In 2020 the world of pellet grills is getting interesting. Danson’s is promoting a third brand of pellet grill, Country Smokers, to compliment their Louisiana Grills and Pit Boss product lines. Oklahoma Joe is introducing its first three pellet smokers and Weber-Stephens is bringing its first two pellet grills to market. In addition, several established brands are coming out with new tweaks to old designs.
Out of all of these changes the barbecue world is most intrigued about the introduction of the Weber Smokefire pellet grills. Weber appears to have been strategic in their market entry as their two grills, the Smokefire EX4 and EX6, are designed to go head to head with the Ironside series pellet grill produced by Traeger.
As some background, in 2017 the relatively new CEO of Traeger stated that the plan for Traeger was not to dominate the pellet grill industry but was to dominate outdoor grilling globally. In order for that goal to be successful Traeger was going to have to up its game and come up with grills that could compete with Weber. The result is that Traeger came up with three new product lines (Pro, Ironwood and Timberline) that were actually pretty dang good and are viable alternatives for traditional gas grills.
It looks like Traeger got Weber’s attention because Weber responded in full force!
Update Feb 2020
The Weber Smokefire has been released and several users are reporting problems. The two biggest issues are grease fires and pellet hopper design flaw. Here are a couple of videos that show the issues.
Weber vs Traeger
Comparing the Weber Smokefire EX4 directly against the Traeger Ironwood 650 gives you an idea of what Weber is up to.
- Weber: $999
- Traeger: $1,199
- Cooking Area
- Weber: 672 square inches
- Traeger: 649 square inches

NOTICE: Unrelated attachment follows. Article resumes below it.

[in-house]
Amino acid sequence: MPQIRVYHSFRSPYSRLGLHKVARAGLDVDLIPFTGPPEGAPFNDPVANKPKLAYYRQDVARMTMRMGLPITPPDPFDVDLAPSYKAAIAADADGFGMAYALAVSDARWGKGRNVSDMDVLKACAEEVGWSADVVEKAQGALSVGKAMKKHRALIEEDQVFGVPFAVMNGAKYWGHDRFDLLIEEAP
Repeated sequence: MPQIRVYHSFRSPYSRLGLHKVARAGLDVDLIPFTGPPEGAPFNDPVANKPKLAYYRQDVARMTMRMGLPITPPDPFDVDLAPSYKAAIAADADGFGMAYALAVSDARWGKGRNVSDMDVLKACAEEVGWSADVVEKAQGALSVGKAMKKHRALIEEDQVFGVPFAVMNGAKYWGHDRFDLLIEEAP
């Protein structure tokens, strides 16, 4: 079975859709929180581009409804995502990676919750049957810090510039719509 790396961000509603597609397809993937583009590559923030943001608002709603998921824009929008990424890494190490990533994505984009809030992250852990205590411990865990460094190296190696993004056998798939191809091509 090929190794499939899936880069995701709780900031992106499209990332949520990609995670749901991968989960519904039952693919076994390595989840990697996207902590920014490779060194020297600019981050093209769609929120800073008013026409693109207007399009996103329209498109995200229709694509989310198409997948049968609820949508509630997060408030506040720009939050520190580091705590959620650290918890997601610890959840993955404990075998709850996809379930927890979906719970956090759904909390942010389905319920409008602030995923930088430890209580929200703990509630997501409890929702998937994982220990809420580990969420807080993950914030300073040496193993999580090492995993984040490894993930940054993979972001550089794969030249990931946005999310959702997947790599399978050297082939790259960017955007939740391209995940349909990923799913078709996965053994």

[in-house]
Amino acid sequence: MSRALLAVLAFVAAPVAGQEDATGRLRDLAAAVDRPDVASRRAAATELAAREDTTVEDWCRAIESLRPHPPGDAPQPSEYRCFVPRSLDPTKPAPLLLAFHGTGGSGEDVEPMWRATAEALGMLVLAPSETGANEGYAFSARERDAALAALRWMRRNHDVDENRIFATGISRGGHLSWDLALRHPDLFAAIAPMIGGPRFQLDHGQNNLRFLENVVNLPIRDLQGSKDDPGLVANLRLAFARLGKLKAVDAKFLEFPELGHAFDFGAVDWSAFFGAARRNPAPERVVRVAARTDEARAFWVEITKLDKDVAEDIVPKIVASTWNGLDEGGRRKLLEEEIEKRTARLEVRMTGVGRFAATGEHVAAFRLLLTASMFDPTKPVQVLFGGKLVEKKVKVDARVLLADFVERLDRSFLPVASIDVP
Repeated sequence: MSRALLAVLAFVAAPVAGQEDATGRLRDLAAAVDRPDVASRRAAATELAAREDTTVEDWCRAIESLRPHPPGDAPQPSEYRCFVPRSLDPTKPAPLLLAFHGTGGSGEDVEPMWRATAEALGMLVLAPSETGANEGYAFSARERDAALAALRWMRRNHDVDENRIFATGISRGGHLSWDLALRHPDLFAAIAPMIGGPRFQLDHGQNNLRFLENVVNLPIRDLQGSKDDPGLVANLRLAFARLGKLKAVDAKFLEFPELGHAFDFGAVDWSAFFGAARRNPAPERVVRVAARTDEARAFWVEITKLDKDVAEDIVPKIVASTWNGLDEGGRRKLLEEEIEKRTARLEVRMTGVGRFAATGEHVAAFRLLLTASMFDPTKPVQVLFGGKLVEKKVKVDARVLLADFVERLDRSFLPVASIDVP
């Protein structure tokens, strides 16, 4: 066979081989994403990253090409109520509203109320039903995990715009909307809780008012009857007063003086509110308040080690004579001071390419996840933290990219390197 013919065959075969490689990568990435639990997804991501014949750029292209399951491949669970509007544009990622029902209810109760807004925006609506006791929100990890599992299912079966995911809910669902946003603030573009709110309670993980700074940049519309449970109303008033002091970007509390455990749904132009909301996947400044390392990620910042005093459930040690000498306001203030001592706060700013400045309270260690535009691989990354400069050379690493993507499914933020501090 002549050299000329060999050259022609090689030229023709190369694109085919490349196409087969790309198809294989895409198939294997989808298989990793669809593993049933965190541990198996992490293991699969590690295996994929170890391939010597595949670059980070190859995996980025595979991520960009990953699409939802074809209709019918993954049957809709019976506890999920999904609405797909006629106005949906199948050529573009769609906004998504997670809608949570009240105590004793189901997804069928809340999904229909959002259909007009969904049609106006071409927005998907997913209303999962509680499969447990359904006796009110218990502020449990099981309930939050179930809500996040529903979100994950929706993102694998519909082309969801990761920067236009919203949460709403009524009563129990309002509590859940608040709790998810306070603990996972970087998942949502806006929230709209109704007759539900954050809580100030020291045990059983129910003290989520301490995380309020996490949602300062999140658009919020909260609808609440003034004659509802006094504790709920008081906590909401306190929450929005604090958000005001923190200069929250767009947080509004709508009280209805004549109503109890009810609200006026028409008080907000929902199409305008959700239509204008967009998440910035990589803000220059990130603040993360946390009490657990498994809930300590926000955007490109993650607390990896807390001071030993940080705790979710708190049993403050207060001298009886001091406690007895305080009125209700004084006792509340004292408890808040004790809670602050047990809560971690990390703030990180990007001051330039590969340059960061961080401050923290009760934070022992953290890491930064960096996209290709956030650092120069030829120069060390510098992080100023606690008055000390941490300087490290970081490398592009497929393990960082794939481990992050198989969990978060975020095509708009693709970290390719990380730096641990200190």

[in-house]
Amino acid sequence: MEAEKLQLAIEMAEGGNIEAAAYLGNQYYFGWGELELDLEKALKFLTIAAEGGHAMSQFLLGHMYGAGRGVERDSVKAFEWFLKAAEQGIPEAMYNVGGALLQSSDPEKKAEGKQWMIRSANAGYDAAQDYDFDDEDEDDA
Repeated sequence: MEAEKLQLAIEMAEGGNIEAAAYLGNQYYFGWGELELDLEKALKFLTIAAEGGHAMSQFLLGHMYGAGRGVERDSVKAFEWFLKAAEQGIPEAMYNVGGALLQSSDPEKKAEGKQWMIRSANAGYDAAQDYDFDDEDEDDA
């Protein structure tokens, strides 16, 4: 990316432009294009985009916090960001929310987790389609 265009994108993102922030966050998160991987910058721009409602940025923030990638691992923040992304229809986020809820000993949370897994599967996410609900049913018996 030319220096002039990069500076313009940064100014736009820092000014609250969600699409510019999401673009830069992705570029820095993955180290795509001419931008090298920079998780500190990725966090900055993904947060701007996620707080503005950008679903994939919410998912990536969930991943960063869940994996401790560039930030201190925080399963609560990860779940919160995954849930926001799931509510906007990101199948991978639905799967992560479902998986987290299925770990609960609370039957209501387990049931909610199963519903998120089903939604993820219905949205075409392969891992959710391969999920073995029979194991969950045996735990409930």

- Upper Temperature
- Weber: 600F
- Traeger: 500F
The Smokefire is a little bigger, a lot hotter and 20% less expensive than the Ironwood. You get the same trend on the larger Smokefire EX6 vs the Ironwood 885.
Let’s take a closer look at the issue of cooking area. The Weber grill has 3.5% more grilling space than the Traeger and, for all practical purposes, that difference is insignificant. I highlight the grilling area because it defines Weber’s strategy for the Smokefire series: Make a grill that is better than Traeger in every single detail. Time will tell if Weber has succeeded in outdoing Traeger but at first glance it looks like they have put up a pretty solid effort!
The Differences That Matter
So if the grate size isn’t that big of a deal then what, other than price, really makes the Weber grill different?
The biggest complaint about pellet grills in general is that they struggle to generate sufficient heat to be great grills. Pellet grills are amazing at “Low and Slow” but are just okay for high heat grilling.
For years the highest stated temperature that Traeger said you could get with one of its grills was 450F. With the Timberline and Ironwood series the top temperature rose to 500F. If you throw a set of infrared emitting GrillGrate panels into an Ironwood at max heat you will be able to put a decent sear on a steak but the GrillGrate panels are not standard and will set you back another $70 bucks or so.
The Weber Smokefire comes in with a maximum temperature of 600F which is plenty hot enough to put a great crust on a steak. With the improved top temperature it looks like the Smokefire is one of the few pellet grills that actually performs as a high heat grilling machine.
The auger is the screw mechanism that moves the wood pellets from the storage hopper to the fire pot. On every other pellet grill that I am aware of the exit point from the auger is directly connected to the fire pot. On the Weber the pellets leave the auger and fall several inches down into the fire pot.
The Weber design is intended to prevent a rare but serious condition that happens with pellet grills. Sometimes the burning pellets in the firepot will ignite the pellets that are still in the auger. Once a fire starts in the auger it can burn backwards and reach the entire pile of pellets that are stored in the hopper. This burnback scenario does not happen very often but is scary as heck when it does. The elevated distance between the auger and the fire pot should eliminate the possibility of burnbacks.
Additionally, the Weber auger is designed to sense any pellet jams and will work its way backwards and forwards to fix the problem.